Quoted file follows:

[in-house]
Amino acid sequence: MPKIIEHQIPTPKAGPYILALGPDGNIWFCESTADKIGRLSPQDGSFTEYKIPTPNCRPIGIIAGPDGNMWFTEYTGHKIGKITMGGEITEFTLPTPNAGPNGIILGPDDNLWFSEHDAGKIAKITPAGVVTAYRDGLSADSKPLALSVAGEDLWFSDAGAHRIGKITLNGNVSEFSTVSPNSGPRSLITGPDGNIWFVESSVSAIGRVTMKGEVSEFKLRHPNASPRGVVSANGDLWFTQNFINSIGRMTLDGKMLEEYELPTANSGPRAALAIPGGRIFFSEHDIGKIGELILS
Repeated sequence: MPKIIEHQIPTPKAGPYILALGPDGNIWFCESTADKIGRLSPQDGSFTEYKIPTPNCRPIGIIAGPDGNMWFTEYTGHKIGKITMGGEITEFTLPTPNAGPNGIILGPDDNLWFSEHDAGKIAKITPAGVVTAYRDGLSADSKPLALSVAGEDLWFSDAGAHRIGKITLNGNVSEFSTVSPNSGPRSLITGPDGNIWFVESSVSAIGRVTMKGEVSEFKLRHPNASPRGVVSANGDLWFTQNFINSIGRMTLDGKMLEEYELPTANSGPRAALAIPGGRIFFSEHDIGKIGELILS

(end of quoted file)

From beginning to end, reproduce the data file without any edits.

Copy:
[in-house]
Amino acid sequence: MPKIIEHQIPTPKAGPYILALGPDGNIWFCESTADKIGRLSPQDGSFTEYKIPTPNCRPIGIIAGPDGNMWFTEYTGHKIGKITMGGEITEFTLPTPNAGPNGIILGPDDNLWFSEHDAGKIAKITPAGVVTAYRDGLSADSKPLALSVAGEDLWFSDAGAHRIGKITLNGNVSEFSTVSPNSGPRSLITGPDGNIWFVESSVSAIGRVTMKGEVSEFKLRHPNASPRGVVSANGDLWFTQNFINSIGRMTLDGKMLEEYELPTANSGPRAALAIPGGRIFFSEHDIGKIGELILS
Repeated sequence: MPKIIEHQIPTPKAGPYILALGPDGNIWFCESTADKIGRLSPQDGSFTEYKIPTPNCRPIGIIAGPDGNMWFTEYTGHKIGKITMGGEITEFTLPTPNAGPNGIILGPDDNLWFSEHDAGKIAKITPAGVVTAYRDGLSADSKPLALSVAGEDLWFSDAGAHRIGKITLNGNVSEFSTVSPNSGPRSLITGPDGNIWFVESSVSAIGRVTMKGEVSEFKLRHPNASPRGVVSANGDLWFTQNFINSIGRMTLDGKMLEEYELPTANSGPRAALAIPGGRIFFSEHDIGKIGELILS